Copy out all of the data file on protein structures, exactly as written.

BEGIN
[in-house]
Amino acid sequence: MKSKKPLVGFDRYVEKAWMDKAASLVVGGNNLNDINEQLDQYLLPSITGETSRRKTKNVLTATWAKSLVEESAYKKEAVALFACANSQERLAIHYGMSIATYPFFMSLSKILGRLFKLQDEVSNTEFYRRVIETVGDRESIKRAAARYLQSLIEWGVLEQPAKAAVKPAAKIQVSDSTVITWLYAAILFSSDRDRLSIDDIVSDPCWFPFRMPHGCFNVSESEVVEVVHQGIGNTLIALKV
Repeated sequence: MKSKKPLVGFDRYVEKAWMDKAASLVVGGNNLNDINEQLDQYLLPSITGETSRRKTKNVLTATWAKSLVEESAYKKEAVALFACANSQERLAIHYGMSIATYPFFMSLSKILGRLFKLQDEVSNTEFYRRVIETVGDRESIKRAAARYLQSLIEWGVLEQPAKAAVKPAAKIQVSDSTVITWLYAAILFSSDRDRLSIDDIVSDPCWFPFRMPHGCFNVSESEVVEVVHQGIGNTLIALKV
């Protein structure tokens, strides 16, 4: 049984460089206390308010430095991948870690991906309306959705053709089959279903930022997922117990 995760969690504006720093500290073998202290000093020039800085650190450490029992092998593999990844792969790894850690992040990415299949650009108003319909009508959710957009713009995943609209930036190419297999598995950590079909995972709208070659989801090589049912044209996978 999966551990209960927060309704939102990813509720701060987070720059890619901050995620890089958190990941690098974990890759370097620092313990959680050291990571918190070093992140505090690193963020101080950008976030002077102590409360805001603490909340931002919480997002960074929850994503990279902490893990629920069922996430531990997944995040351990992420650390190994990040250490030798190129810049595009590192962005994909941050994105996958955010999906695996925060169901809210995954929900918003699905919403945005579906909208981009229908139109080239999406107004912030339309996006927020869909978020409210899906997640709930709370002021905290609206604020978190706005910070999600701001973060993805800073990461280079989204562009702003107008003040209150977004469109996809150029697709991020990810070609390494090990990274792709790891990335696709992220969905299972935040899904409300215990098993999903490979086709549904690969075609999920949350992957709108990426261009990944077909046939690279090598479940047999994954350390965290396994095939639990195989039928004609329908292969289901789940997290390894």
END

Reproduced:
[in-house]
Amino acid sequence: MKSKKPLVGFDRYVEKAWMDKAASLVVGGNNLNDINEQLDQYLLPSITGETSRRKTKNVLTATWAKSLVEESAYKKEAVALFACANSQERLAIHYGMSIATYPFFMSLSKILGRLFKLQDEVSNTEFYRRVIETVGDRESIKRAAARYLQSLIEWGVLEQPAKAAVKPAAKIQVSDSTVITWLYAAILFSSDRDRLSIDDIVSDPCWFPFRMPHGCFNVSESEVVEVVHQGIGNTLIALKV
Repeated sequence: MKSKKPLVGFDRYVEKAWMDKAASLVVGGNNLNDINEQLDQYLLPSITGETSRRKTKNVLTATWAKSLVEESAYKKEAVALFACANSQERLAIHYGMSIATYPFFMSLSKILGRLFKLQDEVSNTEFYRRVIETVGDRESIKRAAARYLQSLIEWGVLEQPAKAAVKPAAKIQVSDSTVITWLYAAILFSSDRDRLSIDDIVSDPCWFPFRMPHGCFNVSESEVVEVVHQGIGNTLIALKV
């Protein structure tokens, strides 16, 4: 049984460089206390308010430095991948870690991906309306959705053709089959279903930022997922117990 995760969690504006720093500290073998202290000093020039800085650190450490029992092998593999990844792969790894850690992040990415299949650009108003319909009508959710957009713009995943609209930036190419297999598995950590079909995972709208070659989801090589049912044209996978 999966551990209960927060309704939102990813509720701060987070720059890619901050995620890089958190990941690098974990890759370097620092313990959680050291990571918190070093992140505090690193963020101080950008976030002077102590409360805001603490909340931002919480997002960074929850994503990279902490893990629920069922996430531990997944995040351990992420650390190994990040250490030798190129810049595009590192962005994909941050994105996958955010999906695996925060169901809210995954929900918003699905919403945005579906909208981009229908139109080239999406107004912030339309996006927020869909978020409210899906997640709930709370002021905290609206604020978190706005910070999600701001973060993805800073990461280079989204562009702003107008003040209150977004469109996809150029697709991020990810070609390494090990990274792709790891990335696709992220969905299972935040899904409300215990098993999903490979086709549904690969075609999920949350992957709108990426261009990944077909046939690279090598479940047999994954350390965290396994095939639990195989039928004609329908292969289901789940997290390894």